Evolutionists are at a loss to explain why agriculture arose suddenly in many regions relatively recently.At the University of Colorado, postdoc Patrick Kavanaugh does his best to tip-toe around an evolutionary conundrum: If modern humans were around for hundreds of thousands of years, why did agriculture arise so quickly just a few thousand years ago? The University press release promises new clues but no credible answers. We’ll see why when we think about their proposal.Vineyard below ancient Lachish (DFC)The invention of agriculture changed humans and the environment forever, and over several thousand years, the practice originated independently in a least a dozen different places. But why did agriculture begin in those places, at those particular times in human history?Using a new methodological approach, researchers at Colorado State University and Washington University in St. Louis have uncovered evidence that underscores one long-debated theory: that agriculture arose out of moments of surplus, when environmental conditions were improving, and populations lived in greater densities.The first-of-its-kind study, “Hindcasting global population densities reveals forces enabling the origin of agriculture,” published in Nature Human Behaviour, lends support to existing ideas about the origins of human agriculture. In contrast, they found little support for two other, longstanding theories: One, that during desperate times, when environmental conditions worsened and populations lived at lower densities, agriculture was born out of necessity, as people needed a new way of getting food. And two, that no general pattern exists, but instead the story of agriculture’s origins is tied to unique social and environmental conditions in each place.Senior author Michael Gavin, an associate professor in CSU’s Department of Human Dimensions of Natural Resources, said the findings and the general methodological approach may help explain other watershed events in human history.But it doesn’t explain it. According to evolutionary theory, modern humans identical to us emerged from “antique humans” up to 315,000 years ago, and lived in a variety of climates and habitats. Are we to believe that not a single man or woman had an entrepreneurial thought one day, figuring that life could be simpler by planting seeds?The press release and the paper are both remarkable for dodging that question. We know they are evolutionists, because they refer to natural and artificial selection in the paper (artificial selection, we note, is a form of intelligent design).Agriculture began with a critical innovation: the domestication of plants and animals for food production. Specifically, the pathway to agriculture started with low-level food production, including the cultivation of wild-type species. This cultivation continued for a number of generations, and in some cases thousands of years, before natural and artificial selection resulted in domesticated species used for food production.As Darwinians are in the habit of doing, they attribute everything to the environment. The climate got nicer. Populations got denser. Poof! Instant agriculture! What a shame that nobody thought of that earlier.Orchard, California (DFC)Update 6/08/18: A rare mention of the Garden of Eden made a press release reprinted by Phys.org. It comes from Prof. Achim Walter, professor of agricultural science at ETH Zurich. His article, “A brief history of agriculture,” is remarkable in that it does not mention evolution or long ages, either.The Garden of Eden has long since gone. Somewhere in Mesopotamia in the 8th millennium B.C. a cultural and technical revolution took place that presumably formed the context for the biblical fall of mankind and still today brings sweat to our brow. In a settlement between the Euphrates and Tigris rivers, somebody came up with the idea of cultivating collected seeds so that they could produce a grain yield. And so began the domestication of useful plants.Humans changed from hunter-gatherers who, so to speak, helped themselves in the Garden of Eden, to farmers who had committed the sin of behaving rather like God in intervening in the course of nature. It was a transition that bore fruit in the truest sense of the words, yet also created hardship – just as God had ordained.The planned cultivation of useful plants probably didn’t stem from any conscious desire to create a better society, but was born of necessity, as the high population density meant that hunting grounds were depleted. Archaeological findings show that the first arable farmers were smaller and less long-lived than the neighbouring clans of hunter-gatherers. Indeed illness and malnutrition were widespread among the farmers.Dr Walter does not seem to be promoting either Biblical history or evolutionary history, since his emphasis is on the downsides of agriculture (pollution, over-exploitation, wars, diseases etc.). His theology of the Fall and sin is unorthodox as well.We need tolerance and acceptance to appreciate that in one situation one solution offers advantages, and in another situation, another. Diversity in the field requires diversity of thinking and thorough analysis. We have tasted of the Tree of Knowledge and learned that there are no simple solutions. And so, some 10,000 years ago, we initiated a process that forces us time and again, by the sweat of our brow, to take good care of what is happening next with our nutrition.Undoubtedly Dr Walter is employing these Biblical references only as metaphors. Nevertheless, his only mention of evolution is “co-evolution” of crops and humans, presumably by artificial selection—a form of intelligent design as humans select the breeds they prefer.Except for Dr Walter’s very rare exception in the media, readers only get a choice of evolutionary theories embedded in long-age Darwin Years. It’s like having only three choices on the menu: fish sticks, fish balls, or fish cubes. What if you want salad, steak or chicken? Why must we always be offered three bad choices, none of which makes any sense?The reason is evolutionists’ hatred of Biblical chronology. All the problems evaporate if you accept the Genesis time frame: people have not been on the planet for hundreds of thousands of years or millions of years, but just for a few thousand. Our ancestors were smart. They didn’t need millions of years to learn how to make tools and plant seeds. They were agronomists from the beginning. Even after being cast out of Eden, they knew what to do, but it was harder work after sin entered the world. In just a generation or two they were building cities, using metals, and making music. Agriculture was all in a day’s work from the beginning. Noah’s family knew what to do again after leaving the Ark. He planted a vineyard.We know that evolutionists love to mock the Genesis account. Let them mock. We have some counter-mocking to do. To accept the evolutionary story, you have to dramatically underestimate human intelligence. Do you think for a minute that over 300,000 years, human beings who knew how to hunt, migrate, make tools and even travel on boats never ever, once in their lives, figured out that plants grow from seeds? Surely they gathered plants and saw the seeds in fruits and vegetables they favored. Surely they saw seedlings sprout from the ground. Who can possibly believe that they were so dumb that they never put two and two together? ‘Say, if I put this seed in a hole, and water it, my favorite food will come up!’ Nobody ever thought, ‘Say, if I hitch a pointed stick to this horse, it can carve a furrow to put the seeds in.’ Nobody thought, ‘Hey, maybe I could hop on this horse and let it take me longer distances! I think I’ll build a corral and keep several of them handy.’ Agriculture could have been born in one person’s lifetime. To accept the evolutionists’ theory, you also have to believe that the weather was terrible until just about 10,000 years ago (plus or minus). Humans, social though they are, had to live in small isolated populations as they hunted and gathered in the gloom of storms or drought. The sun didn’t smile on them till roughly 10,000 years ago. (We know that isn’t true from Neanderthal evidence alone, which stretches from southern Africa all the way to Asia.) Once the climate improved, then—and only then—human societies grew, and finally, finally, after all those hundreds of thousands of years, somebody thought of agriculture. What absolute lamebrains evolutionists make our ancestors out to be! The Bible teaches that humans were fully human, smart and creative from the beginning. They were probably better endowed with physical and mental powers than we are. Our only advantage is the collective learning over generations, and the ability to store it in writing. In just 6,000 years, we went from huts made of sticks to flying spacecraft to Pluto. Who can possibly believe that the invention of agriculture took 50 times that long? Absurd!The evolutionary story gets worse when you consider that their so-called archaic human species (Homo erectus, Neanderthal man and the lot) essentially had the same capabilities as Homo sapiens— tool making, controlled use of fire, long-distance migration, and more, even further back in their mythical time. This makes the long fuse before agriculture’s big bang even longer. How can anyone believe their tale? Long, long ages. Same old, same old. Every day the same diet. Boredom. Mammoth stew again. Jimmy wants his own cave bedroom. One day, not that long ago, instant agriculture! Maybe little Jimmy got hit by a cosmic ray and got the Farmer mutation. ‘Woo-hoo! Now we can feast!’ Why aren’t we all laughing at the University of Colorado’s ‘scholarship’ that presents such ideas under the guise of science? This stuff propagates around the web, regurgitated by reporters around the world. Ooo. Aah. Such wisdom. Science. Like terrified North Koreans, the peasants don’t want to be the first to stop clapping, even when their hands are bleeding and calloused. Dear Leader Charlie might be watching.The only motivation to believe these absurd notions is to glorify Darwin and Lyell (Charlie & Charlie) and their beloved millions of years. Charlie worshipers cannot ignore the fact that agriculture is recent, but they need a long time period to collect enough random mutations to get an ape to evolve a brain big enough to figure out farming. Do YOU need the long time period? We’re turning the lights on, folks! Read the paper. Read the press release. Evolutionists have NO ANSWERS. We give you the whole menu. With them, you only get the putrid, spoiled fish cubes. Spit them out and feast on the Biblical chronology, which has verifiable archaeological evidence.(Visited 632 times, 1 visits today)FacebookTwitterPinterestSave分享0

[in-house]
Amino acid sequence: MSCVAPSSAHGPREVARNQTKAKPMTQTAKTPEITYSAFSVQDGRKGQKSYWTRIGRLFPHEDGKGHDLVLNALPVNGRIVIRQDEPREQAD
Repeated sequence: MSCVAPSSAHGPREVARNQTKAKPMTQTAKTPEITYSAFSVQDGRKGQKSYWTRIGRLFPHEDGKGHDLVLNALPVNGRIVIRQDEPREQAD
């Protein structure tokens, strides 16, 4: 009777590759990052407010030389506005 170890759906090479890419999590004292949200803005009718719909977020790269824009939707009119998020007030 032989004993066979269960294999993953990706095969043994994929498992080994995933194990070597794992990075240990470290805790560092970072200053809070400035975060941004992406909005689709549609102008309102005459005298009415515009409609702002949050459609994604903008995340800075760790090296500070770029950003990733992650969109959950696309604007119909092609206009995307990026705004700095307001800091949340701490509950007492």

Inside the caveStone Appendix (GCR8N3) takes geocachers on an adventure inside a deep, dark, rocky cave in the outskirts of Turku, Finland. The difficulty 3.5, terrain 4 cache tests geocachers’ bravery and challenges them physically.Tuskaretket ry placed this regular-sized traditional cache in November of 2005, inviting fellow geocachers to leave their suits at home and check out the cache that’s guaranteed to get them dirty.Over 335 geocachers have dared to step into the cave and crawl in the dust to log this cache. Many of them managed to take fantastic photos inside the dark, hollow cave.Tuskaretket ry explains on the cache page that, “to find the cache you have to forget the claustrophobia and dare to step deep into darkness.” While a flashlight is required, the cache page recommends bringing “a helmet and a partner” on this journey.Coffee break outside the caveStone Appendix has earned 77 Favorite Points so far. One cacher who dared to crawl in to get to this cache writes, “The idea of exploring the essence of a deeper cave had been running in my mind for a long time. I decided to step into the dark and the unknown, while in the company of a friend. Claustrophobia struck mid-stream. Fortunately, the fear was in vain. It was not at all difficult and overwhelming in the cave. It was surprisingly spacious. Have fun!”If you plan on attending the Geocaching in Turku Mega-Event the weekend of August 3 and are up for the challenge, be sure to check out this Geocache of the Week!Continue to explore some of the most engaging geocaches around the globe. Check out all the Geocaches of the Week on the Latitude 47 blog or view the Bookmark List on Geocaching.com.If you’d like to nominate a Geocache of the Week, send an email with your name, comments, the name of the geocache, and the GC code to [email protected] the cache in the darkShare with your Friends:More SharePrint RelatedWhere Bats Dare — Geocache of the WeekMarch 15, 2017In “Community”Cova Tancada – GC1ZW11 – GEOCACHE OF THE WEEK – November 15, 2012November 15, 2012In “Community”Lair GC5D2D GEOCACHE OF THE WEEK – May 21, 2012May 21, 2012In “Community”